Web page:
In recent years, the Pak-US relationship has never been an easy one. The bonhomie that the brass of both countries displayed in public only barely masked the massive distrust on either side, with the US definitely more vocal about it. But the skids were really put under it once OBL was taken out in a brazen attack deep in Pakistan on May 2.
The assaults, albeit mostly verbal until now, from all quarters in the US have since come thick and fast, with Pakistan’s military establishment blamed for much of everything that has gone wrong in Afghanistan. In the Pakistani quarters concerned, the resentment already ran deep. The Nov 25 NATO helicopter gunship attack killing 24 Pakistani soldiers on a border checkpost only made it erupt.
Our generals saw red, but given our ‘technological backwardness’ a military retaliation was not an option even to be contemplated. The NATO supplies were blocked, an irreversible deadline to vacate the Shamsi Airbase (why this closure was not extended to the Shahbaz Airbase is perplexing though, for there even the fig leaf of having let it to the UAE which sublet it to the US does not exist) was set. There was also talk of taking up the matter to the UNSC which hasn’t ripened into action yet, while the Bonn conference was boycotted.
All this stands duly endorsed by the federal cabinet, though the efficacy of the last measure is in question. With 90 countries attending, the avowed purpose of the conference is to form policy on post-2014 Afghanistan and its internal and external arrangements. Though a similar exercise at Istanbul some time ago was a futile endeavour, but by absenting itself Pakistan definitely loses an opportunity to present its case on a policy forum, where it could also have put some egg on NATO and the US face by raising the issue of the latest killings.
Since our track record of blowing hot and cold with the US and its so-called war on terror is not an enviable one, and we have quite often choked on our anger after some placatory moves from Washington, one is not certain for how long this altercation will last.
This however is a decent opportunity to stand back and have some measure of the extent of our fall from (the US) grace and how it has come about that our military posts were now coming under deliberate, murderous ‘friendly’ fire. Trumpeting about violation of sovereignty and inciting the public fury mostly through certain known entities or blaming the present civilian government will just not do. The Afghan imbroglio, the chummy relations with the US in this regard in the 1980s and in the decade just past, with the creation of the Taliban in the interregnum, the unrequited love for depth in Afghanistan and the damage that it has wreaked on us have been the security establishment’s handiwork.
Again our major difference with the US seems to stem from our justified anxiety in having a bigger say in the post-2014 Afghanistan than our ‘friendly’ eastern neighbour. Encirclement or a two-front war is indeed a political and military nightmare. That and the US’ failure in eliminating the Taliban despite its much-touted ‘surge’ and later failure in negotiating with them, have turned Pakistan into a convenient whipping boy for American leaders’ own mistaken policies. Remember November 2012 is at hand as far as the US presidential elections are concerned.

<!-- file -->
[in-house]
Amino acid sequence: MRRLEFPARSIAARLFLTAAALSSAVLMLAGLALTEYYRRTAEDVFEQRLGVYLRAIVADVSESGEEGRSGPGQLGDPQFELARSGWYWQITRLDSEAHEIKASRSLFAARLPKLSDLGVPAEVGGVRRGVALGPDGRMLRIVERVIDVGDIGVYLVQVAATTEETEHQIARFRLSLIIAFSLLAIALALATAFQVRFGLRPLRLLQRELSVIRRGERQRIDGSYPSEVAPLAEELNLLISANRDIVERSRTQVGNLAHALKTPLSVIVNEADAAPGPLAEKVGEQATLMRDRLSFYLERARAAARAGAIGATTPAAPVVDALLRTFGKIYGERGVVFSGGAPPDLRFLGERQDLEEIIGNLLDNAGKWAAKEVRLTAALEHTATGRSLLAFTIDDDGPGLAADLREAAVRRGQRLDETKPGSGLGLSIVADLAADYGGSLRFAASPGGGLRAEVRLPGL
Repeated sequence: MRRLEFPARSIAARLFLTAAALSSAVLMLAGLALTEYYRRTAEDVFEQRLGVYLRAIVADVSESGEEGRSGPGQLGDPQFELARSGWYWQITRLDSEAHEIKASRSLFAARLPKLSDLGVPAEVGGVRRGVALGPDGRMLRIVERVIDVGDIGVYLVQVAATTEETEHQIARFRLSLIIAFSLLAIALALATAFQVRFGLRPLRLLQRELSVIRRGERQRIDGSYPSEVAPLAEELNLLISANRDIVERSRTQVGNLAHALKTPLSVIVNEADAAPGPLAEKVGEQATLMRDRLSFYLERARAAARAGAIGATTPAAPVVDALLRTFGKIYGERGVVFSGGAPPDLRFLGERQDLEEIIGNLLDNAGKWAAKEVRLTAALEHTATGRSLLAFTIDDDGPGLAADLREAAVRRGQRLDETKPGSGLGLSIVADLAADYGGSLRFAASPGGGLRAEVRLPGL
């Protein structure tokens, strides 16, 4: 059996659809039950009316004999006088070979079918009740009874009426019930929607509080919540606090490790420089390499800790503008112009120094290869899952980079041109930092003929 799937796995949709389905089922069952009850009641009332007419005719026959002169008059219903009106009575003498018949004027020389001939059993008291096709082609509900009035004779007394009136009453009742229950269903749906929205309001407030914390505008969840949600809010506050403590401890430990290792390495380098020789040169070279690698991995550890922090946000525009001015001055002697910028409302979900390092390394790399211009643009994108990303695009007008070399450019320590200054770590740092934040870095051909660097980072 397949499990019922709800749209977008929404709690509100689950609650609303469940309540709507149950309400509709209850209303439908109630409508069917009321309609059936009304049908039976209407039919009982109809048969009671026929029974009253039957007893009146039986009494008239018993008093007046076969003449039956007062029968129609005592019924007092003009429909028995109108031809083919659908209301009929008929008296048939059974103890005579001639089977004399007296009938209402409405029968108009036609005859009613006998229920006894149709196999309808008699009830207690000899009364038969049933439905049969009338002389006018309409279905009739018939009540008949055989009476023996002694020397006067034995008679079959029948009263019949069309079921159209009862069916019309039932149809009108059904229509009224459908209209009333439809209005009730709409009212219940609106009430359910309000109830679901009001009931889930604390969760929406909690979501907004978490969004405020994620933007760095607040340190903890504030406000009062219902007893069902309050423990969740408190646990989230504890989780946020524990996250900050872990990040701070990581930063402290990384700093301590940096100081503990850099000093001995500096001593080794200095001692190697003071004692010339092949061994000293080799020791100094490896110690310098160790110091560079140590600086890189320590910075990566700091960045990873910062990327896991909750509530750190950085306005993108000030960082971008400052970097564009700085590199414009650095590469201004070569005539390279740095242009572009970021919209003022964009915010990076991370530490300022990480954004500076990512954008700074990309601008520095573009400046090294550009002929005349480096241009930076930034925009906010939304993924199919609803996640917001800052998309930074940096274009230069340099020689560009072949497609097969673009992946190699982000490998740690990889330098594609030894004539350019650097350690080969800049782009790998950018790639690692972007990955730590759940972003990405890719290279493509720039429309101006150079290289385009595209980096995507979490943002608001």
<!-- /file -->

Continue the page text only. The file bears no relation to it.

And things are not likely to stop here. For the Taliban are equally determined to wait it out until 2014 before promptly reclaiming Afghanistan – at least its southern and eastern parts where even now its writ runs more than the Karzai government’s, which without its American props would have as much a chance of survival as a snowball in hell. Given that scenario, unless the settlement includes the Taliban, Pakistan is going to remain in the US crossfire.
Not just Pakistan but none of the neighbouring nations want the US here, but it is the elephant that has forced its way into the room, and no one can take it out – unless it vacates the place of its accord (which it says it would in 2014, but not lock, stock and barrel, aiming to retain its military bases with sizable presence).
Even so it is quite right that, though late by a decade in the present instance, Pakistan has started seeing things in the proper perspective, in what is being proclaimed as its requirements and national interest.
The US needs Pakistan, for there is no solution to the Afghan imbroglio and no honourable exit without the latter. That is a situation that should be used to our advantage – with diplomacy taking an upper hand. Hopefully, the matter will be settled to the satisfaction of all the regional countries before the next US elections, as most of the presidential candidates are already breathing fire against Pakistan in their primary debates. Better to live with the devil you know…
The writer is Sports and Magazines Editor, Pakistan Today.